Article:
About Undergraduate Student Learning Outcomes (USLOs)
Undergraduate student learning outcomes (or USLOs) are statements that specify what students will know, be able to do, or be able to demonstrate once they have completed their undergraduate degree at Metropolitan University of Denver.
Proposed Undergraduate Student Learning Outcomes (Updated January 17, 2017)
Following a recent public survey that included 539 participants the UOTF has developed the following five proposed undergraduate student learning outcomes that are inclusive and frame most if not all institutional activities:
- Critical Thinking
Ability to use complex cognitive skills such as analyzing evidence, applying the scientific method, thinking historically, asking questions, making judgements and reaching decisions.
- Creative Thinking
Ability to use and devise creative solutions and demonstrate the fluency, flexibility and originality of thoughts and ideas.
- Quantitative Reasoning
Ability to use numbers, data and mathematical concepts to explain or justify beliefs, facts, actions, events, judgments or conclusions.
- Qualitative Reasoning
Ability to use descriptions, observations, various sources of information, or ideas to explain or justify beliefs, facts, actions, events, judgments or conclusions.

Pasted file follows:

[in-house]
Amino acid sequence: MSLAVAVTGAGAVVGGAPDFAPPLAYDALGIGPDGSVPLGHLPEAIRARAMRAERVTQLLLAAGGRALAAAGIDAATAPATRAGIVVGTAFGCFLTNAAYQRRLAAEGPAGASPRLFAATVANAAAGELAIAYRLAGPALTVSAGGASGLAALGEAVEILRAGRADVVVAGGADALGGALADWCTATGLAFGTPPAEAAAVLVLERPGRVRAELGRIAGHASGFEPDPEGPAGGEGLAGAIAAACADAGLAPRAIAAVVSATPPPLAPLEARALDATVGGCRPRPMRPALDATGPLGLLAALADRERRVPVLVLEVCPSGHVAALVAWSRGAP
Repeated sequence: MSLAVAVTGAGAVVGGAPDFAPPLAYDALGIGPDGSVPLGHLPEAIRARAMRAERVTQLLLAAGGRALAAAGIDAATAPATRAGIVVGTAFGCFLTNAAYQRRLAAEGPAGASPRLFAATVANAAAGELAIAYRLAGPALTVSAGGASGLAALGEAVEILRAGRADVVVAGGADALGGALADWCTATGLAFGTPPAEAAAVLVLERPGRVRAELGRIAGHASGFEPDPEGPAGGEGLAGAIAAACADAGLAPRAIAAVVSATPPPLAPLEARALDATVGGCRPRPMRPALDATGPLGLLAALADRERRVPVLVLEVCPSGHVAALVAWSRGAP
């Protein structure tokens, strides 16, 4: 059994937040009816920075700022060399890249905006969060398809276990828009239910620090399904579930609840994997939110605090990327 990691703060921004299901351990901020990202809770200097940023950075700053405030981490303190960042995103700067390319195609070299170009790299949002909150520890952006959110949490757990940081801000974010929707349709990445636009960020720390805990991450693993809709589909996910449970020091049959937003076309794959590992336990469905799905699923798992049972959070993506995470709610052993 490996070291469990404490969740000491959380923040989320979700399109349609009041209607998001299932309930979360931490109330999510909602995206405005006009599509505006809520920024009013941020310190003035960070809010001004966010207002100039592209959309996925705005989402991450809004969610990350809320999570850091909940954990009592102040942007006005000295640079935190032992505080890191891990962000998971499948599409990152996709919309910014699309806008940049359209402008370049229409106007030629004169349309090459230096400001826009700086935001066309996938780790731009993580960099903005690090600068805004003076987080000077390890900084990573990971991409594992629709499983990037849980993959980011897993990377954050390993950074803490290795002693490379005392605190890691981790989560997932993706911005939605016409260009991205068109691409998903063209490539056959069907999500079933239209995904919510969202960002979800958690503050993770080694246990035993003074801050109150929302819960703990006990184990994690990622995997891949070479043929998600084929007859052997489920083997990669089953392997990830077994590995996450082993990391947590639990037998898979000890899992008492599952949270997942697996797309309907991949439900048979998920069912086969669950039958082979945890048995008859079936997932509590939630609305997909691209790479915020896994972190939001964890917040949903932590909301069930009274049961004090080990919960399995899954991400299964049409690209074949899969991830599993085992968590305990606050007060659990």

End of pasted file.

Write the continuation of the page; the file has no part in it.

- Professional Behavior
Ability to recognize, articulate and apply ethical and professional principles in various academic, social or personal contexts in order to be civic-minded and engaged, inclusively aware and to promote the common good.
- Oral Communication
Ability to communicate orally effectively, appropriately and ethically with diverse audiences, in different settings and through various media.
- Written Communication
Ability to communicate in writing effectively, appropriately and ethically with diverse audiences, in different settings and through various media.
Ability to work with and lead others to realize shared goals and mutual interests in ways that promote supportive climates and win/win solutions.
- Intercultural/Global Awareness
Ability to recognize intercultural and global differences while also recognizing human commonalities.
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